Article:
Thursday, 30 June 2011

Three deadly D’s

Business Mirror

The 1997 Asian financial crisis is distinctly different from what the world is experiencing today.

Interest rates in countries like the Philippines were high in comparison with rates in the West. Crude oil was trading at less than $20 per barrel. The average price of gold was just over $300 per ounce. In an effort to harness their economies to the West, countries like Thailand fixed their currencies to the US dollar.

Companies and individuals took advantage of the fixed exchange rate and lower offshore interest rates to borrow in dollars and spend in local currency. The problems came when it was time to service and repay those dollar loans. There was a shortage of foreign currency in all these countries because of overborrowing (not the Philippines) and they were bankrupt. Foreign lenders were not willing to, in effect, take local currency at the fixed exchange rate to pay the loans because they knew the Asian currencies were overvalued.

Note something important. The Asian financial crisis was not the result of a particularly defective system. It came because of specific policy decisions made by governments fixing currency rates and decisions made by Asian borrowers taking advantage of fixed exchange rates and lower international interest rates.

By contrast, what we have in 2011 is completely flawed economic system that is and will continue to change the global financial and economic structure.

Jason Hsu, chief investment officer at Research Affiliates, a US investment management firm, writes about the three deadly D’s at

“Debt, deficit and demographics is heading to the shores of all developed economies. It threatens to derail the lukewarm economic recovery and to alter forever the heretofore path of robust growth for the developed world. In a sense, debt, deficit and demographics will reset the world to a ‘New Normal,’ an extended period of lower economic and return expectations for the aging and debt-ridden developed world.”

The three D’s have created a new economic world order. The results have been a long time in coming, are totally a systemic failure and, therefore, are impossible to correct in the short term.

The demographic issue has created the debt and deficit problems. The “baby boomers” of the last half of the 20th century in the West and Japan made two mistakes. Rather than work hard for future prosperity, they voted for governments that promised and gave instant financial gratification through deficit spending. “Deficit spending gives an instant and immediate boost to gross domestic product, which can feel like prosperity and good government stewardship.” It is like using your credit card to buy something you cannot afford.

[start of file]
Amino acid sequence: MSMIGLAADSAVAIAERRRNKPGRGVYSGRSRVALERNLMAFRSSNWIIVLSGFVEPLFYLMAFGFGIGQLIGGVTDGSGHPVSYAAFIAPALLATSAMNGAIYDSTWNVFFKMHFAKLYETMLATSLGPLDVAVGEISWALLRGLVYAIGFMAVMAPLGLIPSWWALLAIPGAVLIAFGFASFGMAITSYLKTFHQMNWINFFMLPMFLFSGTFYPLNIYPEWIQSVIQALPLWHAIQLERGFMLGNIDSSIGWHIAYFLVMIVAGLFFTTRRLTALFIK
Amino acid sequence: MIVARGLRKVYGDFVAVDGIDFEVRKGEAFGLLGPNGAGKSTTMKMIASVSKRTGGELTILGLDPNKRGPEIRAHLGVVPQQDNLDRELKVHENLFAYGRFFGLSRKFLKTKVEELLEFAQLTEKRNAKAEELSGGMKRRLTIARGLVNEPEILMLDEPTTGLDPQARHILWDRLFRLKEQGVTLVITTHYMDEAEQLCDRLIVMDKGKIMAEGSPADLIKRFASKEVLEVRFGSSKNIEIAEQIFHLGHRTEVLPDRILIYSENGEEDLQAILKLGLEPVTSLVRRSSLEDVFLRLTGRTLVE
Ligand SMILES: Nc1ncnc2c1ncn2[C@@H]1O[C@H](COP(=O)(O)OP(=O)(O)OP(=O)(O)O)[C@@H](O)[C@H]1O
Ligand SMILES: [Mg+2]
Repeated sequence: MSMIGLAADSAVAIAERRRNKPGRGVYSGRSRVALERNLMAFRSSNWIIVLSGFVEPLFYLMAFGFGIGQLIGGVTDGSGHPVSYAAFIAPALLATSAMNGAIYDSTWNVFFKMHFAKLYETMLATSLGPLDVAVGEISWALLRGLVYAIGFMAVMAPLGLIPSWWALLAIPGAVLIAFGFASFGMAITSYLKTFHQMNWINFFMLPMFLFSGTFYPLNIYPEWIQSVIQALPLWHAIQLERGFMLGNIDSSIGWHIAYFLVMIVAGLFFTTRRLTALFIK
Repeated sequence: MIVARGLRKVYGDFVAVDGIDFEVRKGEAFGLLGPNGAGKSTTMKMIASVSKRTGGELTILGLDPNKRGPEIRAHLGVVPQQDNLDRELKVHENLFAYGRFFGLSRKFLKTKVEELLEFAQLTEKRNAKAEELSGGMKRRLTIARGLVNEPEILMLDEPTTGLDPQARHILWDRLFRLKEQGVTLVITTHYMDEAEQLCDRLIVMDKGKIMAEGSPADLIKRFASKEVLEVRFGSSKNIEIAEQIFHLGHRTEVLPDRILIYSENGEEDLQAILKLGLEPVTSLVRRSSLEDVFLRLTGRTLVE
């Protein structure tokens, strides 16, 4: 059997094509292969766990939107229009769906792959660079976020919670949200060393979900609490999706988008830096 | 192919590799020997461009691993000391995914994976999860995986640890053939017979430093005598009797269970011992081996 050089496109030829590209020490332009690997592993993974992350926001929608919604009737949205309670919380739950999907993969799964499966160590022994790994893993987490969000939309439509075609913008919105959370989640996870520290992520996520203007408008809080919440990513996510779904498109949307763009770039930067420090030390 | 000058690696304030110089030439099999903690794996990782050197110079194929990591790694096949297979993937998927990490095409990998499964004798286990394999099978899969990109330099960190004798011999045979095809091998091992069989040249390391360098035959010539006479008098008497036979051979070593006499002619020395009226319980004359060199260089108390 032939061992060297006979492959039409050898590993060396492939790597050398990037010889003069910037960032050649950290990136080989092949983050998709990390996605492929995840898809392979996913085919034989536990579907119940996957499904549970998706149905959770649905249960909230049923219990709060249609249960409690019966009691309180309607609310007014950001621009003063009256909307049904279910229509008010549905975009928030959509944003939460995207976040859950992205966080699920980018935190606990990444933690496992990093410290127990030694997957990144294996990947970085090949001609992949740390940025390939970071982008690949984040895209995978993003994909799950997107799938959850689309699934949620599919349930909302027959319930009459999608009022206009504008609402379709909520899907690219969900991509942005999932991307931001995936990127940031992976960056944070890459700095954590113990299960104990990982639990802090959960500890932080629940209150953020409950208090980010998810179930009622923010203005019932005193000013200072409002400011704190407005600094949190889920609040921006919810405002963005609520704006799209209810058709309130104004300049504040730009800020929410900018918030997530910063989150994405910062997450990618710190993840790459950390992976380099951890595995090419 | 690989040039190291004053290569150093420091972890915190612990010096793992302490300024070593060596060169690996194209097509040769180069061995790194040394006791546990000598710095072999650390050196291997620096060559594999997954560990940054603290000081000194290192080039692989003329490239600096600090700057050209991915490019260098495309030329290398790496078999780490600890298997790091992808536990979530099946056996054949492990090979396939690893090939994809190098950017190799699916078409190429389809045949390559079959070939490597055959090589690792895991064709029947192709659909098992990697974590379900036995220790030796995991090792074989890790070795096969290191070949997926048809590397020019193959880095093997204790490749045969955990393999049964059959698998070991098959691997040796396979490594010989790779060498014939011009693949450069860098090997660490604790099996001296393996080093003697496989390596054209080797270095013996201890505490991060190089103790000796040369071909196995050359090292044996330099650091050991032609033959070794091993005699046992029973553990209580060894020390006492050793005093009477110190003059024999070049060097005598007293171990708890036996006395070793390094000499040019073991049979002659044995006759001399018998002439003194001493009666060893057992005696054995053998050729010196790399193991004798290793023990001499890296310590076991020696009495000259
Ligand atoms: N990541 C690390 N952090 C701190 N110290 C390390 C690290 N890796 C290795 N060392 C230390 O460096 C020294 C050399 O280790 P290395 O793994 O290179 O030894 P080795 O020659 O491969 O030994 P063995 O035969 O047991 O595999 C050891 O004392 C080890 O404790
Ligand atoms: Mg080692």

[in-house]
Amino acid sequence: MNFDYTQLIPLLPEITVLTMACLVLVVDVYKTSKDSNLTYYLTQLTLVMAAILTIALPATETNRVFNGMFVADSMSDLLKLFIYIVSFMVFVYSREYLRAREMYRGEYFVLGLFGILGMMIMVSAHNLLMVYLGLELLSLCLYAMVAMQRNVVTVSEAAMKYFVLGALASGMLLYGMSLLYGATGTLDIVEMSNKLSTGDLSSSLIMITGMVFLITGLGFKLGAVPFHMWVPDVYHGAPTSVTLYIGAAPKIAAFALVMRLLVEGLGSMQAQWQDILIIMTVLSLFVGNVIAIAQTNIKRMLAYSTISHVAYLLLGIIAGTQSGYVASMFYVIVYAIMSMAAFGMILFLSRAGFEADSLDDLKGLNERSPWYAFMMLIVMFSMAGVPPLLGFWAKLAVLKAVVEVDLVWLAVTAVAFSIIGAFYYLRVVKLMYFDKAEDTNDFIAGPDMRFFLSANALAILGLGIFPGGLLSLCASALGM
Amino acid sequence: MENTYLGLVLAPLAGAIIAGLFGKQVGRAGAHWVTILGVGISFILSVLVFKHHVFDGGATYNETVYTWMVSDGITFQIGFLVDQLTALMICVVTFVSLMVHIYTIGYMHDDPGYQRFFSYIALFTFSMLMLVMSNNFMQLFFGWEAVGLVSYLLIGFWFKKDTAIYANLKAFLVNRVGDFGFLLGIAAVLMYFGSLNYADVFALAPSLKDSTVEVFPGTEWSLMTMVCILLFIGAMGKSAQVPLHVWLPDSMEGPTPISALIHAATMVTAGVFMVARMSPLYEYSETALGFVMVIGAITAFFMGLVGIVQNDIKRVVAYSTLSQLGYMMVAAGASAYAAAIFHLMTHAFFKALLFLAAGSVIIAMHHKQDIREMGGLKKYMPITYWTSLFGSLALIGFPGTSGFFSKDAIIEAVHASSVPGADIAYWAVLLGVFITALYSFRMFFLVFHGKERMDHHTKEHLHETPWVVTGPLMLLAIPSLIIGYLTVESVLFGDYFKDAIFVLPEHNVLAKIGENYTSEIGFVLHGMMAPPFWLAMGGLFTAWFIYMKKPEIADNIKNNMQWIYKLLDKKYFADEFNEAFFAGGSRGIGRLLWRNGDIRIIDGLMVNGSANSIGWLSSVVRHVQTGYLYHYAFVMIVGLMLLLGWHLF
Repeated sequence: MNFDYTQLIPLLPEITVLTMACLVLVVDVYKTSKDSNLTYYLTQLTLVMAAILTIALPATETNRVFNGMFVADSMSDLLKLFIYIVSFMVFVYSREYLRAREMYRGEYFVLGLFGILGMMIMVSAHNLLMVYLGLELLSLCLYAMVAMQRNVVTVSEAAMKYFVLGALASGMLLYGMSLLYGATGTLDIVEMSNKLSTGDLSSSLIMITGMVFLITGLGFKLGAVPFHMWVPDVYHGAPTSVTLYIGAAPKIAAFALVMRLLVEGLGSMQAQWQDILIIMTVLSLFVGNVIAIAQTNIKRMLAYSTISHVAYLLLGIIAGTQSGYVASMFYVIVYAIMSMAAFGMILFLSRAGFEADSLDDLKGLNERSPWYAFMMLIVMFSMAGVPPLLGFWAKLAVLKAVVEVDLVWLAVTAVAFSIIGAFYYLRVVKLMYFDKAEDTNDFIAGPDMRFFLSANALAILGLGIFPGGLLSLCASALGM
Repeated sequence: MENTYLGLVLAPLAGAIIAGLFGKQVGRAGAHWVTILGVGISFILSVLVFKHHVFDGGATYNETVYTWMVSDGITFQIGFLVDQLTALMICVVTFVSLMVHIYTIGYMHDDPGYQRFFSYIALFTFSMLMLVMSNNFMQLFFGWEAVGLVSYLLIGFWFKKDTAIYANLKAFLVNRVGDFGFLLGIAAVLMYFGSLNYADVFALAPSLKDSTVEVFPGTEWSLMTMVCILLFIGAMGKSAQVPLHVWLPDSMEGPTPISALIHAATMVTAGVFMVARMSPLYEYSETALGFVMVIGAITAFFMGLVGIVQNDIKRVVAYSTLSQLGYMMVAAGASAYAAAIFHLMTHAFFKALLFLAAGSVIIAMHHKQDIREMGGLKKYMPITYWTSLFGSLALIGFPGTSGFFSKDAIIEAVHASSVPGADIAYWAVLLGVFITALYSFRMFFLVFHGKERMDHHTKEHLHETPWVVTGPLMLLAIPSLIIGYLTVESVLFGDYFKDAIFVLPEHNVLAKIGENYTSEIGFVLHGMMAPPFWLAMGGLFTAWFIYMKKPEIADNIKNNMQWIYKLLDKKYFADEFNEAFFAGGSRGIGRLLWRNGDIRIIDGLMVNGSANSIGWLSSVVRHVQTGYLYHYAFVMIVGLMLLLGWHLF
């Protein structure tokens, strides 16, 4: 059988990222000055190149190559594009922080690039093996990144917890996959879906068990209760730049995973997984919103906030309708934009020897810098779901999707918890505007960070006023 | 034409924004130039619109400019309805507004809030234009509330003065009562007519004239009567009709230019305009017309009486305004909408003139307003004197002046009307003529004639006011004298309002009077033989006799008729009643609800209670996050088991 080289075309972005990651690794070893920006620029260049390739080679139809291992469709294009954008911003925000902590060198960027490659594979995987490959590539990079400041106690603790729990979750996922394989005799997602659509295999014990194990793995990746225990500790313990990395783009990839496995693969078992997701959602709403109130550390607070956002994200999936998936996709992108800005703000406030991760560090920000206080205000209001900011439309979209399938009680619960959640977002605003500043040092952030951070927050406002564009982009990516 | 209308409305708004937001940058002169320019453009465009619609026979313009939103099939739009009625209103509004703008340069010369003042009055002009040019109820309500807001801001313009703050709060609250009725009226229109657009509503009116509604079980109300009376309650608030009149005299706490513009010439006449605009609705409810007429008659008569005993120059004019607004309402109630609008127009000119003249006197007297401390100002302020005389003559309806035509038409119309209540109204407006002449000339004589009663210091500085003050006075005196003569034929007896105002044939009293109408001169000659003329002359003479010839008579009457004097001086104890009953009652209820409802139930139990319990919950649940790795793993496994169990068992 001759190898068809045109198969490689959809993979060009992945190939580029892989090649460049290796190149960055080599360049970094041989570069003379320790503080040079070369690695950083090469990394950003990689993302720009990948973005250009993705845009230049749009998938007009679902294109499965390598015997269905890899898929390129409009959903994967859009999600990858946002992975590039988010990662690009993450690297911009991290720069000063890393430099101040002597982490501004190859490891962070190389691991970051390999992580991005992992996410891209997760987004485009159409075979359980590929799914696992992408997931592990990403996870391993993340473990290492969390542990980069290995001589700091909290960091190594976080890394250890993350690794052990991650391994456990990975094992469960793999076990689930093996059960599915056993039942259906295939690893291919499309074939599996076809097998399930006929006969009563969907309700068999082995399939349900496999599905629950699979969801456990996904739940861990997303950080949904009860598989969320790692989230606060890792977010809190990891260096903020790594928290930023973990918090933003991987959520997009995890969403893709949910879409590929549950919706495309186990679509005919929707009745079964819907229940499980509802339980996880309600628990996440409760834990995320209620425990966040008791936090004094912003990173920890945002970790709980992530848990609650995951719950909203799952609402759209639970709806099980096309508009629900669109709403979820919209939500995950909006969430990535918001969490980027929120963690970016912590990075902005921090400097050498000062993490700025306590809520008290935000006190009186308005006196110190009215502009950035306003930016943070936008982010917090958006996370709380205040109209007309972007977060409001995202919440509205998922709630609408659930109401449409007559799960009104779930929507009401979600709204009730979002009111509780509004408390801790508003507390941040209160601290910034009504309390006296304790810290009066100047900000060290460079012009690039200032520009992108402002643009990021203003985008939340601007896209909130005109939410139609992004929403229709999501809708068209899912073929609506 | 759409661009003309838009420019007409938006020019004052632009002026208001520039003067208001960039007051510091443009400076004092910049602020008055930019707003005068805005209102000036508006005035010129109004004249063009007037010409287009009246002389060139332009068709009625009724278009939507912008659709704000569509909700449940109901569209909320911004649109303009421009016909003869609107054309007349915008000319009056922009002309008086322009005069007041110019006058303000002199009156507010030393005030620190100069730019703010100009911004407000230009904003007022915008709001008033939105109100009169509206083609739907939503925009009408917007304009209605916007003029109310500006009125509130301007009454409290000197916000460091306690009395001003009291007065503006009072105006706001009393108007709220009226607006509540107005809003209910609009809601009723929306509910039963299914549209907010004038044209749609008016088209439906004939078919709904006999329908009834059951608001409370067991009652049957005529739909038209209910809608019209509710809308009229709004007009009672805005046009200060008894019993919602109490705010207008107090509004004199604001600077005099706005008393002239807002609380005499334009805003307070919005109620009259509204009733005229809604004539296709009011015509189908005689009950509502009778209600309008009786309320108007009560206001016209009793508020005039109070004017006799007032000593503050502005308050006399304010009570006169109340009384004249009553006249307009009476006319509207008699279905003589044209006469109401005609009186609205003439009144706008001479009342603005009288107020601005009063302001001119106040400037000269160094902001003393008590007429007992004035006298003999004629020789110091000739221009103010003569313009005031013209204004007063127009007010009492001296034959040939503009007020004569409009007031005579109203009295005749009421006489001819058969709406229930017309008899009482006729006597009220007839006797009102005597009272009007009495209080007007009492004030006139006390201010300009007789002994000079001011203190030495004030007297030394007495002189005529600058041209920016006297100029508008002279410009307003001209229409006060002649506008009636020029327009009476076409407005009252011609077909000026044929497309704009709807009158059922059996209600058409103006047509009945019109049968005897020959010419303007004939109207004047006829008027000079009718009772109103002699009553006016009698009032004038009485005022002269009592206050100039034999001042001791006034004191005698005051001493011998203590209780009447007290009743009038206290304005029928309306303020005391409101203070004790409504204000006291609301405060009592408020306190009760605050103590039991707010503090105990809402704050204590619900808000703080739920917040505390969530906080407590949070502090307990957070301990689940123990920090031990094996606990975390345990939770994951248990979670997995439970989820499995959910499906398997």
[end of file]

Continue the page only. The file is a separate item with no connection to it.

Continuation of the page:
Carrying on with this “financial plan” over decades, governments were forced to borrow, incurring a staggering debt burden. And like the individual who only pays the monthly minimum on his credit card, debt repayment is continuously kicked down the road into the future.

Deficit spending and debt is not inherently a bad idea. It is a bad idea when both deficit and debt grow
faster than the economy. Government spending does not create economic prosperity or wealth. And when both government deficit and debt grow too large, they squeeze the private sector out of the financial markets as is happening now. The private sector loses access to capital, limiting business activity and economic growth. At some point you are forced to use food money to make the credit-card payment.

The demographics created the problem and the demographics are also the reason there is not a good solution.

“Boomers, who have controlled the elections and politics, have rationally chosen a path of more consumption today at the expense of the future generations. Voters and politicians alike would simply misinterpret the economic literature and assume more consumption today will drive more growth tomorrow. In other words, and as scientific as one can put it, the Boomers have screwed Generation X.

“It is projected that the support ratio in developed countries will decline from 3.5 working-age adults per retiree [now] to below 2 to 1 by 2050. In comparison, in 1970, the support ratio was 5.3 to 1. By 2025, at the height of Boomer retirement cycle in the United States, there will be 10 new retirees for each new entrant into the work force.”

During those years of building a massive debt burden, the Boomers did not create enough children to support their spending spree. “Not only does the future appear inevitably poor in aggregate, it also appears predictably unproductive.”

Countries like the Philippines will continue to grow and prosper as the developed economies decline.

“In contrast, emerging economies with healthy government and household balance sheets, responsible fiscal policies, and young labor forces will be the drivers for global growth and will compete with their developed counterparts for economic and political leadership.”

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